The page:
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Building a Headless WordPress Site With Vue.js

Building a Headless WordPress Site With Vue.js

For both developers and non-developers who want to build and produce beautiful websites rapidly, WordPress has become the go-to content management system. Businesses have more precise control over the content management backend when using a headless method like WordPress. Additionally, they are allowed to use any frontend of their choosing, such as Angular, React, or Vue.

This guide will go into great detail regarding headless WordPress, including what it is, when to use it, and why. In the final section, we'll look at setting up a headless WordPress environment and developing the front end with Vue.js.

What is WordPress?

If you've been in the CMS industry for a while, you probably already know that WordPress is regarded as what they call a "monolithic" CMS. You have a strong backend where you can create and manage content, and it’s still made with the front-end experience in mind. With the aid of WordPress, it’s also possible to incorporate display functionality utilizing themes and plugins that fuse the front and back ends together.

WordPress can be used as a wonderful content management system. You can expand your content control beyond your theme by using the REST API that WordPress offers.

Headless WordPress differs from the current WordPress, which is more proactive and pushes or delivers content to mostly browser-based sites. When using Headless WordPress, you can still use the back-end functionality of the WordPress platform, but it will change into a reactive system, meaning the content will automatically differ based on the characteristics of the front-end website where the content is viewed.

What is Vue.js?

A framework for creating progressive user interfaces is called Vue. Vue, in contrast to other unitary frameworks, is designed to be adopted gradually. Since the core library is solely focused on the display layer, integrating it with other libraries or pre-existing projects is straightforward. On the other hand, Vue is perfectly capable of powering complex Single-Page Applications when used in conjunction with modern technologies and supporting libraries such as WordPress.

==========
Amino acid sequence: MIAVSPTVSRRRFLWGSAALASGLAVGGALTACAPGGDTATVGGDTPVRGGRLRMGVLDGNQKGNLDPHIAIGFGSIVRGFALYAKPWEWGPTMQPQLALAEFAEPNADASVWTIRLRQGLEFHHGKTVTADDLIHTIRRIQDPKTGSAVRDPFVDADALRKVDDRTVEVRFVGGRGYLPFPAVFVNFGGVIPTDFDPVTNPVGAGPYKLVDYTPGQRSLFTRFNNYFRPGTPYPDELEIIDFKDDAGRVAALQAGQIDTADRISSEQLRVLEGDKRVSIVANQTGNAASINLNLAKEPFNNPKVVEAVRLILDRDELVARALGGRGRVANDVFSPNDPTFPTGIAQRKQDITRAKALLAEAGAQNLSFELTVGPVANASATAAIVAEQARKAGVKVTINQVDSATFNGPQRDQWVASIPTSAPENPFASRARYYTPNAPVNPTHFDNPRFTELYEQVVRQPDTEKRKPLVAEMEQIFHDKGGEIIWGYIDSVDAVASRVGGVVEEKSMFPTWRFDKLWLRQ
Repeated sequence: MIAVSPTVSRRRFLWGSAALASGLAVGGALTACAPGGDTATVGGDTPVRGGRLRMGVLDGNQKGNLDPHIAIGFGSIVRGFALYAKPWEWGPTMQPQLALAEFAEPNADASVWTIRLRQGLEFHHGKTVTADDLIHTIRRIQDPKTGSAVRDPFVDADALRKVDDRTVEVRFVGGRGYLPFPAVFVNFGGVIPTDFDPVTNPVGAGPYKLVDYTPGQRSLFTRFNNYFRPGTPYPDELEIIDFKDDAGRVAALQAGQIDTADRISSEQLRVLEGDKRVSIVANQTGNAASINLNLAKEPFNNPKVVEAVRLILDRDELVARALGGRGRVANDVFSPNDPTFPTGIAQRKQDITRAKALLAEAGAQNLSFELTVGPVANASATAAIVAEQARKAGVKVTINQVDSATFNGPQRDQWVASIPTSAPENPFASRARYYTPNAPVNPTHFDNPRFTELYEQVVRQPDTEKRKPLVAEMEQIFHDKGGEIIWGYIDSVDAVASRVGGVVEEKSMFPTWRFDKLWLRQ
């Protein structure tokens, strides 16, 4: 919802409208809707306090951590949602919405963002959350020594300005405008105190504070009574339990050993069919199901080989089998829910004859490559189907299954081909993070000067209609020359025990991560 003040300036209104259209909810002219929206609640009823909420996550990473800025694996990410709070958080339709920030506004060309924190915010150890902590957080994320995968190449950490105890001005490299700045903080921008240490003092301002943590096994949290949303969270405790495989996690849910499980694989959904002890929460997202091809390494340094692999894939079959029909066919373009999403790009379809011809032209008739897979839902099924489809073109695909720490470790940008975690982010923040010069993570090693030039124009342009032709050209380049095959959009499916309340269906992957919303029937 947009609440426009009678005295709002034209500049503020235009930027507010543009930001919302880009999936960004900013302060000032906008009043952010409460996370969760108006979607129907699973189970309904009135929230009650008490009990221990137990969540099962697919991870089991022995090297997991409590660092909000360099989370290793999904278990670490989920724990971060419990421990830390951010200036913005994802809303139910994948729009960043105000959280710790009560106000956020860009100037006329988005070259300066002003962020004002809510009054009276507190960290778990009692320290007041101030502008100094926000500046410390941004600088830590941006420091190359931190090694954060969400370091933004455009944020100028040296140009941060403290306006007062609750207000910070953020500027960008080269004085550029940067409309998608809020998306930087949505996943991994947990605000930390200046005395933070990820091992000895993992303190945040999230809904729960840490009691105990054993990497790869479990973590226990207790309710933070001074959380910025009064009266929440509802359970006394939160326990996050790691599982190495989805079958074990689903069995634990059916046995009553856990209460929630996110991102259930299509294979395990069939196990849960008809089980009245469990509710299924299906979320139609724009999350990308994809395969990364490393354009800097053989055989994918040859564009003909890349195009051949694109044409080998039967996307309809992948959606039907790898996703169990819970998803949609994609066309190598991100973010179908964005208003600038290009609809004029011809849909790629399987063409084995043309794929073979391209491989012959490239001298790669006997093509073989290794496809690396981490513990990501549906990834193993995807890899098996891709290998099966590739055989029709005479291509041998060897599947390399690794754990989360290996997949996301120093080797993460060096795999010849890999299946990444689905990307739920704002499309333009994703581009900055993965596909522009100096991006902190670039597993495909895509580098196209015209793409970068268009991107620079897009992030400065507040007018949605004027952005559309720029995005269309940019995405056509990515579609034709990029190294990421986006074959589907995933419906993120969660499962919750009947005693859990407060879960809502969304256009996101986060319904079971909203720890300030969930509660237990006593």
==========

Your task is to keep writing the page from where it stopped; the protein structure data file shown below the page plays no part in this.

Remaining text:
Integrate WordPress Site With Vue.js

The first thing we need to do is set up a WordPress site because it will serve as the major source of data for all of the front-end technologies we utilize.

The use of a Rest API enables programmers to communicate with cross-technology interfaces, provided that both parties can speak JSON. The JSON format is used for the data that is produced by the Rest API. The Rest API is enabled by default; but, you can restrict Rest API access if you so choose. For this project, we won't be modifying that.

Prerequisites

  • An active WordPress installed/running
  • knowledge of Vue basics

On your WordPress blog Dashboard, go to Settings, select Permalinks, and tick either Post name or Custom Structure. I’ll be going with Post name.

Download the Postman Chrome extension now that we are using API calls. Open the Postman extension and enter the URL using the guidelines below.

https://example.com/wp-json/wp/v2/posts

But, if you are running on localhost for development purposes, input the URL below on your Postman Desktop Agent (not the Chrome extension this time).

http://localhost/wordpress/wp-json/wp/v2/posts

The post data on your WordPress site will be fetched using the aforementioned URL.

Above, we have our data from our REST API in JSON format. Here's the structure you should see after a GET request:

{
"id": 5,
"date": "2022-10-01T12:57:47",
"date_gmt": "2022-10-01T12:57:47",
"guid": {
"rendered": "http://localhost/wordpress/?p=5"
},
"modified": "2022-10-01T15:19:58",
"modified_gmt": "2022-10-01T15:19:58",
"slug": "ejiro-thankgod",
"status": "publish",
"type": "post",
"link": "http://localhost/wordpress/ejiro-thankgod/",
"title": {
"rendered": "Ejiro ThankGod"
},
"content": {
"rendered": "\nHello! just trying things out alright\n",
"protected": false
},
"excerpt": {
"rendered": "<p>Hello! just trying things out alright</p>\n",
"protected": false
},
"author": 1,
"featured_media": 0,
"comment_status": "open",
"ping_status": "open",